Maybe you could even find some space for the reverb and controllers in there…

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I attempted to do exactly that out of a Halliburton briefcase and a large pelican case, it ended up being too small in a few dimensions and I found a purpose built case was ultimately more efficient.

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I should have stopped to think about the cooling. You can have all the capability in the world but it will be useless if your cooling does not permit you to use it :(. It will have to be a desktop.

Thank you all for the thoughtful replies.


There are a lot of things you can do to optimize portability for a mobile desktop setup, like a wireless keyboard/touchpad combo, Mount the monitor to the back of the case, zip tie cable management, things like that. Especially when considering you probably have to move and set up a HOTAS and rudder pedals as well.

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My laptop manages it. I have moved on to a desktop but the laptop was intended from build to run dcs on a Reverb G2. Made by Chillblast in Poole UK.

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I am currently running DCS using the following setup with acceptable results, but I will be building a desktop with a 3090 when the prices drop to a reasonable level.
Lenovo Legion 5 Pro laptop with an Intel Core i7 10700 processor, 2.9GHz, turbo to 4.8GHz
32 GB Gskills Ripjaws DDR4 3200 RAM, slightly overclocked using MSI Afterburner (core clock set to curve, memory clock to 0).
Graphics card is an NVIDIA GTX1660ti.
Oculus Quest 2 VR headset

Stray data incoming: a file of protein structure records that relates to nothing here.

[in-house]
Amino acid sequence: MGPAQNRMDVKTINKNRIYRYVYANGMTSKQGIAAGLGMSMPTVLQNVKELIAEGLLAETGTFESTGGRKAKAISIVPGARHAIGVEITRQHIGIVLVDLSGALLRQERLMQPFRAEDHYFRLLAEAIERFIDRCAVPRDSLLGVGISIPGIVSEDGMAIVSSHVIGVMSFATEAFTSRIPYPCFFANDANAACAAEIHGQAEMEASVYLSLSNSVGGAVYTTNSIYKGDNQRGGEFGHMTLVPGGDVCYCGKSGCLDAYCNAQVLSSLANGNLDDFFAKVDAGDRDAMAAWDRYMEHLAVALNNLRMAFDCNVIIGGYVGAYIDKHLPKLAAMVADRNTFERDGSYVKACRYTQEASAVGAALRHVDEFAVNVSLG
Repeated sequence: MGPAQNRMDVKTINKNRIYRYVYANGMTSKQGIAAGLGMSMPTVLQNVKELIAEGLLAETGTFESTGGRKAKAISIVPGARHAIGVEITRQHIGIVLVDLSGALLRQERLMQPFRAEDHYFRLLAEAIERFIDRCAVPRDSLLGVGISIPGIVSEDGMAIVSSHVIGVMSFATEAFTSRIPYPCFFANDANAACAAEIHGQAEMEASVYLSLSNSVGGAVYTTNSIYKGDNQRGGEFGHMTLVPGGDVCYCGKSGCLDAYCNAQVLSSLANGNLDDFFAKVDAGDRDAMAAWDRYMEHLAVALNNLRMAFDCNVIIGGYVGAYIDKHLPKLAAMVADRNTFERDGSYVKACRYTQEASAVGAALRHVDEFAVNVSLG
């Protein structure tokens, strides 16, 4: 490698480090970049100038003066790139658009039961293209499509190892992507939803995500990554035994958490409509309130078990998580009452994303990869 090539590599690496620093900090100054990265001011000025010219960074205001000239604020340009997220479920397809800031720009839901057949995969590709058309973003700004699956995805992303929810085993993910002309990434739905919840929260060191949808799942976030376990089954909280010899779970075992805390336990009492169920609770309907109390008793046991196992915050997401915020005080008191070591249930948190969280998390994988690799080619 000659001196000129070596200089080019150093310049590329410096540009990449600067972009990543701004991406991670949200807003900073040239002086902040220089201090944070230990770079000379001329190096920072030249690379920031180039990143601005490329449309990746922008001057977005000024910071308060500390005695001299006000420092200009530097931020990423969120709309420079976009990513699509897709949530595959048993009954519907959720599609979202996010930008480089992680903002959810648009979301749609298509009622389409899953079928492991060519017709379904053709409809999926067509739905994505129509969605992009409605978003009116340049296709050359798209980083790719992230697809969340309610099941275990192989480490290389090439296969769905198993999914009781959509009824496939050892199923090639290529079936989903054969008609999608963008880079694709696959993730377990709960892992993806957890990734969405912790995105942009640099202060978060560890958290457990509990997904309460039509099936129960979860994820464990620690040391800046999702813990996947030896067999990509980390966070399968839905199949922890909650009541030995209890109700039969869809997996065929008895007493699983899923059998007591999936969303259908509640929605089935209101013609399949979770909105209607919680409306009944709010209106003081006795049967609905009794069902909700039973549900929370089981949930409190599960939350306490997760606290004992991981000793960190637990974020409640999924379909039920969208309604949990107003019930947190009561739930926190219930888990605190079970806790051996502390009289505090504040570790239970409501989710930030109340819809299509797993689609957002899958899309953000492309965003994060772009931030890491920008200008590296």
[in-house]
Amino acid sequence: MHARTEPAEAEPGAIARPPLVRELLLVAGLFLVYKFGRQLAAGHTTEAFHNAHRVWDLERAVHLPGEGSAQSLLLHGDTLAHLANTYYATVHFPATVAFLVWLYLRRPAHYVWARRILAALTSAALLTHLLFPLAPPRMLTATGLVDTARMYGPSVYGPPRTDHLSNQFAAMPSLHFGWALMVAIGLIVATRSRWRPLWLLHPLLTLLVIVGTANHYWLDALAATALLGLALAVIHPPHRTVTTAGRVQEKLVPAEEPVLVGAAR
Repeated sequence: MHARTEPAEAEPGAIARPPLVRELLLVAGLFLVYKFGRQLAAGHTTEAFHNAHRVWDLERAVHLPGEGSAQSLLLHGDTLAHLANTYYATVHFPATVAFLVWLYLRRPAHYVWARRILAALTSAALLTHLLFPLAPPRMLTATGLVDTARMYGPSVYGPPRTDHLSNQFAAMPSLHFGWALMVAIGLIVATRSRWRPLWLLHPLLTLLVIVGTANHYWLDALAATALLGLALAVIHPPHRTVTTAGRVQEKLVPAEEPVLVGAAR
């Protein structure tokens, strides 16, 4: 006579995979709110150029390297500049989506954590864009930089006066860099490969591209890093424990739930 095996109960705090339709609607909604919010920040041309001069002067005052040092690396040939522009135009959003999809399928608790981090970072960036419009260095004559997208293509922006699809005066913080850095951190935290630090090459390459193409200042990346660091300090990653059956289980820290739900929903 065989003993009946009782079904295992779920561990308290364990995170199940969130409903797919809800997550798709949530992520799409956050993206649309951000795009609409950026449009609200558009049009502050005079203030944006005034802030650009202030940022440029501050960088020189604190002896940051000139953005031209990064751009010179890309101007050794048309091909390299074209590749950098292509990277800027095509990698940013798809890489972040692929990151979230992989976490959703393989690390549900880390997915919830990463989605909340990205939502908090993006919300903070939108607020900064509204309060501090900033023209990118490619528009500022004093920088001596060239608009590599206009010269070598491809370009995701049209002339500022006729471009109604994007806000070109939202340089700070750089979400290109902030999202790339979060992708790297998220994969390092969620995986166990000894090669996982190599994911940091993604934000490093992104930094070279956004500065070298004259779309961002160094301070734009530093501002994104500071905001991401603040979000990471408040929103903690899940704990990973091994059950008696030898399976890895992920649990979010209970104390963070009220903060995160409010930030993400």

High speed cable internet, measured at 136GB down and 14GB up.
5G WIFI router hardwired to network switch about five feet from my head, dedicated to the headset alone.
Virtual Desktop wireless connection to headset.
Tip - Do not allow Steam VR or Oculus to run. Start headset, start Virtual Desktop streamer, start Virtual desktop on the headset, click the up arrow to show desktop hidden icons on your taskbar. Right click the green Virtual desktop icon and choose start program, browse to the DCS program folder and choose DCS.exe click OK. This bypasses Steam VR and Oculus which really slow down the graphics card.


Oooh, you have my attention…
Does this means I can use an HP Reverb without Steam VR?
Would that help performance?

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I wanted to avoid Steam as I prefer not to put a sales channel in the middle of my working environment.

Open XR worked for me straight away allowing the use of the Reverb G2s without Steam. Of course, I still have WMR running and trying to sell me stuff on a regular basis (not to mention DCS itself but then I want to hear about their offerings).


I am not sure about the Reverb, but it works with the Quest 2. You must have the stand alone DCS, not the Steam version. I picked up 15 fps with the in game settings on the VR preset and Steam and Oculus programs off. It also eliminated the stuttering, dropped frames and locking up on approach to busy airfields. At the end of the day, it is a laptop with a mid grade card and low cost VR headset, so things are a bit fuzzy at distance and edges have some aliasing issues. You can see them on the attached screen shot, but I fly way better in VR than 2D, so I live with the limitations until I can build a desktop with a 3090.